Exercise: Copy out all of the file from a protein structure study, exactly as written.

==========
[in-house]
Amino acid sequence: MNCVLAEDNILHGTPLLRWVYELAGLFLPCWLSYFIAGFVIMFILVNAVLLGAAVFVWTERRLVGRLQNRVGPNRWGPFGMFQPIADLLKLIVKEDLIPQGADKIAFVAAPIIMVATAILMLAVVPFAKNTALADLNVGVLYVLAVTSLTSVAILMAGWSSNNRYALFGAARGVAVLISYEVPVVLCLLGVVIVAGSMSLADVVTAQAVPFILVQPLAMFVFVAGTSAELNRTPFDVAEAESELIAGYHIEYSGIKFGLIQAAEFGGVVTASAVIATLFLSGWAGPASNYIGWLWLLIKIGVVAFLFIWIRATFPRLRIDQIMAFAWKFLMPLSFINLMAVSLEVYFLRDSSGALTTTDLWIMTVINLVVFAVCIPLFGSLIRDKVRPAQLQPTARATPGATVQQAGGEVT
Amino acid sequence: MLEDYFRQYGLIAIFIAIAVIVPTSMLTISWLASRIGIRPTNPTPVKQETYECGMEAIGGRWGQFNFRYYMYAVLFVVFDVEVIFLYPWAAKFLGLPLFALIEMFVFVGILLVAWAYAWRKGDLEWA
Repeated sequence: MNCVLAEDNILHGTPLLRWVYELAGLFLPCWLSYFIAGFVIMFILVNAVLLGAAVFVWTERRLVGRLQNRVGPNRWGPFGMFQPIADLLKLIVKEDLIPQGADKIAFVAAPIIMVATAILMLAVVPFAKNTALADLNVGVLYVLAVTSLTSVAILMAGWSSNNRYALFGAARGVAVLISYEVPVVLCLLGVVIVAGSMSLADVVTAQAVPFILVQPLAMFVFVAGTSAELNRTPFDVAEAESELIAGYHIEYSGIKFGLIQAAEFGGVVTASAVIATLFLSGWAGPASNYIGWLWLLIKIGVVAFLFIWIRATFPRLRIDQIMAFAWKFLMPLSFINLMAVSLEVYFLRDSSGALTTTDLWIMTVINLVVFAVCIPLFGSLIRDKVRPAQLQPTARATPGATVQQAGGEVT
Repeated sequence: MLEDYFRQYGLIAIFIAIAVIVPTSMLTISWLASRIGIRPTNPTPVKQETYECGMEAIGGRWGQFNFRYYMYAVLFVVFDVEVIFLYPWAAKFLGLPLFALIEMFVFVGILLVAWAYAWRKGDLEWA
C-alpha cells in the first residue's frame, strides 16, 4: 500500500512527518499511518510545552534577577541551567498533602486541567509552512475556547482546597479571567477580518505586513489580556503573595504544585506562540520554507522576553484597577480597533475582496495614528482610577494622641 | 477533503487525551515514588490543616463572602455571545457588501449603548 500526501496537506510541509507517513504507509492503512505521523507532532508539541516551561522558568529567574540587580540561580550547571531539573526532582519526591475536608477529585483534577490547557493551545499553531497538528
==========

[in-house]
Amino acid sequence: MNCVLAEDNILHGTPLLRWVYELAGLFLPCWLSYFIAGFVIMFILVNAVLLGAAVFVWTERRLVGRLQNRVGPNRWGPFGMFQPIADLLKLIVKEDLIPQGADKIAFVAAPIIMVATAILMLAVVPFAKNTALADLNVGVLYVLAVTSLTSVAILMAGWSSNNRYALFGAARGVAVLISYEVPVVLCLLGVVIVAGSMSLADVVTAQAVPFILVQPLAMFVFVAGTSAELNRTPFDVAEAESELIAGYHIEYSGIKFGLIQAAEFGGVVTASAVIATLFLSGWAGPASNYIGWLWLLIKIGVVAFLFIWIRATFPRLRIDQIMAFAWKFLMPLSFINLMAVSLEVYFLRDSSGALTTTDLWIMTVINLVVFAVCIPLFGSLIRDKVRPAQLQPTARATPGATVQQAGGEVT
Amino acid sequence: MLEDYFRQYGLIAIFIAIAVIVPTSMLTISWLASRIGIRPTNPTPVKQETYECGMEAIGGRWGQFNFRYYMYAVLFVVFDVEVIFLYPWAAKFLGLPLFALIEMFVFVGILLVAWAYAWRKGDLEWA
Repeated sequence: MNCVLAEDNILHGTPLLRWVYELAGLFLPCWLSYFIAGFVIMFILVNAVLLGAAVFVWTERRLVGRLQNRVGPNRWGPFGMFQPIADLLKLIVKEDLIPQGADKIAFVAAPIIMVATAILMLAVVPFAKNTALADLNVGVLYVLAVTSLTSVAILMAGWSSNNRYALFGAARGVAVLISYEVPVVLCLLGVVIVAGSMSLADVVTAQAVPFILVQPLAMFVFVAGTSAELNRTPFDVAEAESELIAGYHIEYSGIKFGLIQAAEFGGVVTASAVIATLFLSGWAGPASNYIGWLWLLIKIGVVAFLFIWIRATFPRLRIDQIMAFAWKFLMPLSFINLMAVSLEVYFLRDSSGALTTTDLWIMTVINLVVFAVCIPLFGSLIRDKVRPAQLQPTARATPGATVQQAGGEVT
Repeated sequence: MLEDYFRQYGLIAIFIAIAVIVPTSMLTISWLASRIGIRPTNPTPVKQETYECGMEAIGGRWGQFNFRYYMYAVLFVVFDVEVIFLYPWAAKFLGLPLFALIEMFVFVGILLVAWAYAWRKGDLEWA
C-alpha cells in the first residue's frame, strides 16, 4: 500500500512527518499511518510545552534577577541551567498533602486541567509552512475556547482546597479571567477580518505586513489580556503573595504544585506562540520554507522576553484597577480597533475582496495614528482610577494622641 | 477533503487525551515514588490543616463572602455571545457588501449603548 500526501496537506510541509507517513504507509492503512505521523507532532508539541516551561522558568529567574540587580540561580550547571531539573526532582519526591475536608477529585483534577490547557493551545499553531497538528